Today we'll look at Boral Limited (ASX:BLD) and reflect on its potential as an investment. To be precise, we'll consider its Return On Capital Employed (ROCE), as that will inform our view of the quality of the business.
Firstly, we'll go over how we calculate ROCE. Then we'll compare its ROCE to similar companies. Finally, we'll look at how its current liabilities affect its ROCE.
Return On Capital Employed (ROCE): What is it?
ROCE measures the 'return' (pre-tax profit) a company generates from capital employed in its business. Generally speaking a higher ROCE is better. Ultimately, it is a useful but imperfect metric. Renowned investment researcher Michael Mauboussin has suggested that a high ROCE can indicate that 'one dollar invested in the company generates value of more than one dollar'.
So, How Do We Calculate ROCE?
The formula for calculating the return on capital employed is:
Return on Capital Employed = Earnings Before Interest and Tax (EBIT) ÷ (Total Assets - Current Liabilities)
Or for Boral:
0.067 = AU$550m ÷ (AU$9.5b - AU$1.4b) (Based on the trailing twelve months to June 2019.)
Therefore, Boral has an ROCE of 6.7%.
Does Boral Have A Good ROCE?
ROCE is commonly used for comparing the performance of similar businesses. In this analysis, Boral's ROCE appears meaningfully below the 10% average reported by the Basic Materials industry. This could be seen as a negative, as it suggests some competitors may be employing their capital more efficiently. Setting aside the industry comparison for now, Boral's ROCE is mediocre in absolute terms, considering the risk of investing in stocks versus the safety of a bank account. Readers may find more attractive investment prospects elsewhere.
You can click on the image below to see (in greater detail) how Boral's past growth compares to other companies.
It is important to remember that ROCE shows past performance, and is not necessarily predictive. ROCE can be deceptive for cyclical businesses, as returns can look incredible in boom times, and terribly low in downturns. This is because ROCE only looks at one year, instead of considering returns across a whole cycle. Future performance is what matters, and you can see analyst predictions in our free report on analyst forecasts for the company.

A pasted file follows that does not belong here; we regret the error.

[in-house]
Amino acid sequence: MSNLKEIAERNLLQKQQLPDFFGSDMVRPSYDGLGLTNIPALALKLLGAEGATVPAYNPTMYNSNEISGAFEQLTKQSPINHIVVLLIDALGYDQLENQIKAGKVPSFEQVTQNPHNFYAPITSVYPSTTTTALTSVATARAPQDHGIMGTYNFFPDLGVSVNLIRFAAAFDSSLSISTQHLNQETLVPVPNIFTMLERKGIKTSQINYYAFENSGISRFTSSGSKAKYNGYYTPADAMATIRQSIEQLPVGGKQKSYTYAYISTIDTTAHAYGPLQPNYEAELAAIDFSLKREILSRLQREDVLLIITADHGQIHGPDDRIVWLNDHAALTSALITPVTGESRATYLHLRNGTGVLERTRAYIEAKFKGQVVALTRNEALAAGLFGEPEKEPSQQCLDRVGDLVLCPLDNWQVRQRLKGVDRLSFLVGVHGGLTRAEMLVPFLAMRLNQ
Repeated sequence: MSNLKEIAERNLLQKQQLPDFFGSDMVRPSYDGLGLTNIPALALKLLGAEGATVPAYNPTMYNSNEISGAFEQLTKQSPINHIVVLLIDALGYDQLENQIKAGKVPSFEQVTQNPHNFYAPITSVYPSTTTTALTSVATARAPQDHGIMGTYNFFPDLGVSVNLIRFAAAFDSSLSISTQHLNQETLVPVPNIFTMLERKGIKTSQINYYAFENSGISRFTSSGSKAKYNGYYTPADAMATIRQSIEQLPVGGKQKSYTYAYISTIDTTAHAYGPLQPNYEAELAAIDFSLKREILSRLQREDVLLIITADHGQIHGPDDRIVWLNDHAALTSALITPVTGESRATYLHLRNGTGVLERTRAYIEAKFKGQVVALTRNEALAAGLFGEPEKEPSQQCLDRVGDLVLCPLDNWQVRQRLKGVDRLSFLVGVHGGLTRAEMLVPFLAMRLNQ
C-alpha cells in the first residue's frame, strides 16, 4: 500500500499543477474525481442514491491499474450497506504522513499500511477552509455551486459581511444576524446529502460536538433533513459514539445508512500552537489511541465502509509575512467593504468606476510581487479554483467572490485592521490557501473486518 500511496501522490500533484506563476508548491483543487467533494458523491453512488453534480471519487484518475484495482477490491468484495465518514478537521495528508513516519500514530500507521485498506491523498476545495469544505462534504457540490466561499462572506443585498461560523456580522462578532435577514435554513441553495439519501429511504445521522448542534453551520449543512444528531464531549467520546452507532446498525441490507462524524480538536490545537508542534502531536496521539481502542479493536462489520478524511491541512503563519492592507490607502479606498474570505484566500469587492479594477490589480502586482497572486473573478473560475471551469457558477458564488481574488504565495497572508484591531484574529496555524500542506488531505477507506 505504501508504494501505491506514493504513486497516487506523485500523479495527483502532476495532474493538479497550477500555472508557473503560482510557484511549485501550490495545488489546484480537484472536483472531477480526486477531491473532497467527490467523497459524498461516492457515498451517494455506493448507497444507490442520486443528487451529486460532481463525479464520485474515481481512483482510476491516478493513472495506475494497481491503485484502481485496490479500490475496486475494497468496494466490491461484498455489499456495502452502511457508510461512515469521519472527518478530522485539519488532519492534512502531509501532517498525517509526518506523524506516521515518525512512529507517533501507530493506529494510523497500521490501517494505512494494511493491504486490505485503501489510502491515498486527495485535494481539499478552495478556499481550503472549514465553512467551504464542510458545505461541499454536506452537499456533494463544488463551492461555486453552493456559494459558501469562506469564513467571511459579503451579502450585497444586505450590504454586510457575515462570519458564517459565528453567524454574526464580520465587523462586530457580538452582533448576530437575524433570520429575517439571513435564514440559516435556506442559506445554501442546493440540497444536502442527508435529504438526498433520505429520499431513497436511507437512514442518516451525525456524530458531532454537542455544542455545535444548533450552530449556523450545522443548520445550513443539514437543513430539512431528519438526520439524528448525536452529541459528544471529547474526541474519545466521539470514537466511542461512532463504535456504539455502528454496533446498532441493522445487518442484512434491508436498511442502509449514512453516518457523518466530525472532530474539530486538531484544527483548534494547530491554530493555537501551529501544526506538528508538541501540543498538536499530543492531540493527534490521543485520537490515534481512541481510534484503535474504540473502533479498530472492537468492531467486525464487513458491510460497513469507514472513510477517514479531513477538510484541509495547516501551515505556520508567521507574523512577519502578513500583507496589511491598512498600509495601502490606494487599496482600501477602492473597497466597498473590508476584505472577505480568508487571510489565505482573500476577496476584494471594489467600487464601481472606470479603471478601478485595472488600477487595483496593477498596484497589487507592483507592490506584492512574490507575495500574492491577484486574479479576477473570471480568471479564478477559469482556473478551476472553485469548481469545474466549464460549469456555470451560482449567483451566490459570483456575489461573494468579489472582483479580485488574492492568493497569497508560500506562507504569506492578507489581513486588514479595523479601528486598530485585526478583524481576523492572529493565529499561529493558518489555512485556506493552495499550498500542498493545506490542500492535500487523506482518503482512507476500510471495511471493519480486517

How Boral's Current Liabilities Impact Its ROCE
Current liabilities are short term bills and invoices that need to be paid in 12 months or less. Due to the way the ROCE equation works, having large bills due in the near term can make it look as though a company has less capital employed, and thus a higher ROCE than usual. To counter this, investors can check if a company has high current liabilities relative to total assets.
Boral has total liabilities of AU$1.4b and total assets of AU$9.5b. As a result, its current liabilities are equal to approximately 15% of its total assets. It is good to see a restrained amount of current liabilities, as this limits the effect on ROCE.
Our Take On Boral's ROCE
If Boral continues to earn an uninspiring ROCE, there may be better places to invest. You might be able to find a better investment than Boral. If you want a selection of possible winners, check out this free list of interesting companies that trade on a P/E below 20 (but have proven they can grow earnings).
If you are like me, then you will not want to miss this free list of growing companies that insiders are buying.
We aim to bring you long-term focused research analysis driven by fundamental data. Note that our analysis may not factor in the latest price-sensitive company announcements or qualitative material.
If you spot an error that warrants correction, please contact the editor at firstname.lastname@example.org. This article by Simply Wall St is general in nature. It does not constitute a recommendation to buy or sell any stock, and does not take account of your objectives, or your financial situation. Simply Wall St has no position in the stocks mentioned. Thank you for reading.